Schneider Electric Asks: What Does it Mean to be a Climate Leader in 2020?
A new year, in a new decade, calls for a new approach to climate leadership. The year 2020 is an inflection point for climate action. It’s a year in which many companies seek to achieve interim carbon reduction goals in line with the Paris Agreement, and are looking to chart a course for even more ambitious goals over the coming decade.
Increased urgency around climate change, as a result of the most recent scientific evidence from the Intergovernmental Panel on Climate Change (IPCC), is evolving what it means to be a climate leader. At the same time, the minimum requirements for basic climate action will continue to rise due to consumer, investor and stakeholder demands for increased sustainability and transparency. Actions taken that used to firmly secure a business the position as ‘climate leader’ are now inadequate; business and governments are being called to step it up.
To get a better understanding of this shift, what it takes to be considered a climate leader in 2020 and the long-term planning companies can do to remain ahead of the pack, we spoke with Elin Olson, Senior Sustainability Specialist at Schneider Electric Energy & Sustainability Services.
Q: What is the climate situation that led the IPCC to recommend more ambitious climate action?
A: The report published by the IPCC looks at the impacts of global warming of 1.5°C above pre-industrial levels and calls on governments and business alike to aim for more aggressive cuts to carbon emissions. The science showed that the world is already feeling the consequences of 1°C of warming through more extreme weather, rising sea levels, loss of coral reefs and longer droughts, among other changes.
The difference of just a half a degree seems small, but every bit of warming matters. Limiting global warming below this new threshold is critical for avoiding irreversible changes, but there’s good news too. Although actions must accelerate, it is possible and some of the recommended actions are already underway. The leading edge of this evolution is an initiative called science-based targets (SBTs).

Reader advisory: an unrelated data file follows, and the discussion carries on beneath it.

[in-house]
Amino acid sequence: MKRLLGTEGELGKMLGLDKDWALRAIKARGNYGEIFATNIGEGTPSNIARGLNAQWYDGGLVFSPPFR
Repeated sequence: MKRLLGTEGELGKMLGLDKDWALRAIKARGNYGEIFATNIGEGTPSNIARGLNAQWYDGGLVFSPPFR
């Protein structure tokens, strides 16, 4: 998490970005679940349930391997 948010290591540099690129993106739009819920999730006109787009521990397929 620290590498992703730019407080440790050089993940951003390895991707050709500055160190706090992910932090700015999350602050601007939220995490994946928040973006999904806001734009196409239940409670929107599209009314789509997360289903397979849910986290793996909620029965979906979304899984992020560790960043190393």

What should companies be doing today to keep pace with peers on climate action?
In the past, traditional emission reduction goals tended to be theoretical in nature; targets were not based on scientific evidence or aligned with any global climate agenda. To keep pace with today’s leaders, companies should seek to align company objectives with actions that science deems necessary to avoid the worst impacts of climate change. Companies that set and approve SBTs, for example, can demonstrate to stakeholders and investors that their sustainability programs are both ambitious and results-oriented.
Leadership with SBTs moves beyond the mentality of companies just doing their "fair share" to combat climate change. A company must now look beyond the impact of its own operations by engaging the entire value chain that feeds its business, to embed this mindset across companies globally. There’s a path to leadership for companies at all stages of target-setting:
- If your company is setting goals for the first time, set yourself up for long term results by beginning with SBTs.
- If you company already has climate goals that are not science-based, reassess how your current goals can be adapted to the SBT framework. If your goals are short-term in nature, consider showing ambition by setting longer-term SBTs in parallel.
- And if you already set an SBT under the original 2 °C warming scenario, consider reviewing (and, if necessary, re-validating) your target to bring it in line with the most recent climate science.